Thanksgiving, the most stupendous American holiday: a feast of local bounty to give thanks! Who could resist? My Italian and British parents certainly couldn’t; our family thrived on this tradition. Of course, us kiddos were remarkably oblivious to the work involved in preparing a feast of this nature. I have prepared almost every Thanksgiving dish for potlucks with friends before we scatter to visit family. All but one: the centerpiece, the turkey. The first time Mamma guided me through the ritual of preparing a Thanksgiving turkey (after ten years of being a vegetarian), we bought a turkey from Millstone Farm. I had a fair hand in raising the bird we would eat, and felt at peace with its destiny. But let’s be honest. Mamma made the turkey.
Well, it turns out cooking a turkey is hardly frightening! This year I am making a turkey with Shoshi, my dear accomplice, who proposed an early feast with friends. She dropped by the market at 10 p.m. on Monday evening to score a pasture-raised fifteen pound turkey from nearby Ovid, NY. Early Tuesday afternoon, she arrived at my house with a bottle of Indian Pale Ale, a bowl of stuffing, and a roasting pan nipped from Salvation Army for $6.00.
From the sunny perch in my kitchen, I now lay these instructions for before you, still intoxicated by the rich aromas and warm, fuzzy memories lingering from last evening’s early feast. Give thanks and feast with passion!
This post is filled with gratitude to my kitchen goddess Shoshi, the 24/7 Mamma hotline (who sent me clear instructions and answered my bombardment of calls with unconditional motherly love), and my ever-patient, knife-sharpening, meat-carving love, Bobby.
This article includes:
- Day 1: How to Prepare a Turkey
- Day 1: How to Prepare a Turkey
- Day 2: Roasted Chestnut and Sausage Stuffing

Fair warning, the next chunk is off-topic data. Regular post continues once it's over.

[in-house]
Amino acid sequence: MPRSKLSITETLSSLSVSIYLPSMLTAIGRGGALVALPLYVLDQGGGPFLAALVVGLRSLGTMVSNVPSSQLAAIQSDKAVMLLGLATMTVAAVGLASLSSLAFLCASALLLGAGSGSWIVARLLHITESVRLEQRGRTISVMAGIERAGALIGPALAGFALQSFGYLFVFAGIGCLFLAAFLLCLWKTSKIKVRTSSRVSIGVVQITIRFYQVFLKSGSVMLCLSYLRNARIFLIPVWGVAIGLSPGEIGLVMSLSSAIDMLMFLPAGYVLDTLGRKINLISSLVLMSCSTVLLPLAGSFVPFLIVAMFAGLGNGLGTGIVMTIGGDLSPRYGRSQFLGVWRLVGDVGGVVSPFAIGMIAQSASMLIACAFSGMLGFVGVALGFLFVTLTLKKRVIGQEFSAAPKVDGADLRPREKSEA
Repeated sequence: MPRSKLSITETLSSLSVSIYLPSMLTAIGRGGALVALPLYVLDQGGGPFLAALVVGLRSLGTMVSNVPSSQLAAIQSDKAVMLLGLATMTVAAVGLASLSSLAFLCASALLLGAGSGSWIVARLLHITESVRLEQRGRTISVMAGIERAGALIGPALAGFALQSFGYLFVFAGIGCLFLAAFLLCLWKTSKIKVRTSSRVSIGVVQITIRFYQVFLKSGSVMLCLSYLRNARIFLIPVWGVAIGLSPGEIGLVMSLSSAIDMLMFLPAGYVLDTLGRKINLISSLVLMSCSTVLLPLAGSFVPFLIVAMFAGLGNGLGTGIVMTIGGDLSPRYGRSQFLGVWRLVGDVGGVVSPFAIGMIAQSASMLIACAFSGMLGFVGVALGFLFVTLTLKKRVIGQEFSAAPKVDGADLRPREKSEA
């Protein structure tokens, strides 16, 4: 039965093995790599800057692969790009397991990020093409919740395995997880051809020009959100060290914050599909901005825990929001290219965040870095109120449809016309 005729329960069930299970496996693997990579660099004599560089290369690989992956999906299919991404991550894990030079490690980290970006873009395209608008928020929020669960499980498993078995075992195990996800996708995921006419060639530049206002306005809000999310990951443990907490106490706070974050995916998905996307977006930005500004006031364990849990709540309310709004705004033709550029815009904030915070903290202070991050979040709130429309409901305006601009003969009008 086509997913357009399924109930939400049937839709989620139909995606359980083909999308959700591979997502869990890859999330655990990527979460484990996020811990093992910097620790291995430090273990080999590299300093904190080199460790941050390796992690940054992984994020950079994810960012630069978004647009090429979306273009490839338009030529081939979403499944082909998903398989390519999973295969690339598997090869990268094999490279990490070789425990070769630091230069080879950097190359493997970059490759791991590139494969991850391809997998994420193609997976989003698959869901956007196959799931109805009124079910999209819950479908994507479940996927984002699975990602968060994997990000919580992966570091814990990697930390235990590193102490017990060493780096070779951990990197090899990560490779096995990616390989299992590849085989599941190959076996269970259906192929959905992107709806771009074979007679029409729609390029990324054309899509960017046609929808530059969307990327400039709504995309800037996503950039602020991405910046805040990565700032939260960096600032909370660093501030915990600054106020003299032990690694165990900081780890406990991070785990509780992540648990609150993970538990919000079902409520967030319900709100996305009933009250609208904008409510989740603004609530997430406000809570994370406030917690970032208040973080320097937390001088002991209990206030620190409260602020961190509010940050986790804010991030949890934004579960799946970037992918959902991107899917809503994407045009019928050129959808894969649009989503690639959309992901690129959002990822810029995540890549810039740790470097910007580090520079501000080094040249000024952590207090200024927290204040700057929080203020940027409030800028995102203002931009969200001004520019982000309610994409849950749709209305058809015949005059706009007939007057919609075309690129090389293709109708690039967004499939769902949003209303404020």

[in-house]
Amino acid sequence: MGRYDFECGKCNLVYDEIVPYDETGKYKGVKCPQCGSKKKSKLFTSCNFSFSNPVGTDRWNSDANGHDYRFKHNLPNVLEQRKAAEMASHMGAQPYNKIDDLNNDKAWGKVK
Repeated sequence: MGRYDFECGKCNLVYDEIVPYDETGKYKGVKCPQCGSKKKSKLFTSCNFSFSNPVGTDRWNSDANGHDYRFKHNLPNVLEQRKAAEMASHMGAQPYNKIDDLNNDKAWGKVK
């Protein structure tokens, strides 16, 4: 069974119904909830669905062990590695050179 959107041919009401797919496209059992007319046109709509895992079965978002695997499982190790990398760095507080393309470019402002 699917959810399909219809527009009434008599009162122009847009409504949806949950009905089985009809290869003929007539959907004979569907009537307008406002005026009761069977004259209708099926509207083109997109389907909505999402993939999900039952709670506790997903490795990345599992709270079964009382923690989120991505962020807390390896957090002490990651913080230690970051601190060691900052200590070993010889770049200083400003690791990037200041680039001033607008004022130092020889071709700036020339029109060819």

- Day 2: How to Roast a Turkey
- Day 2: How to make Turkey Stock
- Day 2: How to make Gravy
- Day 2: How to Carve a Turkey
How to Prepare a Turkey
Most turkeys come neatly plucked and prepared for you to get right down to cooking. First, reach into the largest cavity of the bird and pull out the gizzard, heart, liver and other organs stored inside (they won’t be attached to the body – all you need is your dexterous hand!). Often, the farmer or packager will tie these parts in a bag, making it easier to remove them. Store the organs in a ziplock bag in the refrigerator until you are ready to make stock for your gravy on Day 2 (see below). Clip 1 inch off the tips of the wings and add them to the ziplock as well. (Try Pan-Fried Turkey Livers with Bacon and Onion)
Save the liver for making paté or frying and eating another day. The liver is the darkest, most slippery looking organ. To freeze the liver, wrap the liver in plastic wrap and tuck it into a small ziplock bag. Defrost when you want to prepare it, once the Thanksgiving leftovers have been demolished.
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- 2 cups water
- 1/2 cup kosher salt
- 1/3 cup brown sugar
- 3 lemons
- 2 oranges
- 2-3 sprigs fresh rosemary
- 2 bay leaves
- 4 teaspoons black peppercorns
- 8 teaspoons juniper berries
- 8 garlic cloves
- Heat 2 cups of water in a small pot with the salt and brown sugar. Stir until the salt and sugar dissolve. Allow to cool for 5 minutes.
- In a small, dry saucepan, toast the juniper berries over medium heat for about 30 seconds, or until they become fragrant.
- In a spice grinder or mortar and pestle (or on a cutting board with the bottom of a mug or the flat part of a knife), crush the pepper and juniper berries.
- Smash the garlic cloves.
- Place the turkey in a large stockpot (we used an canning pot) or a brine bag (an extra large, leak-proof ziplock you can find at the grocery store). Add the smashed garlic, spices and herbs.
- Cut the lemons and oranges in half, squeeze the juice over the chicken and drop in the lemon and orange shells.
- Fill the pot or bag with water, submerging the turkey. (If the turkey is not completely submerged, you will need to flip it every few hours.)
- Let the turkey sit in the brine for at least 6 hours, and ideally overnight.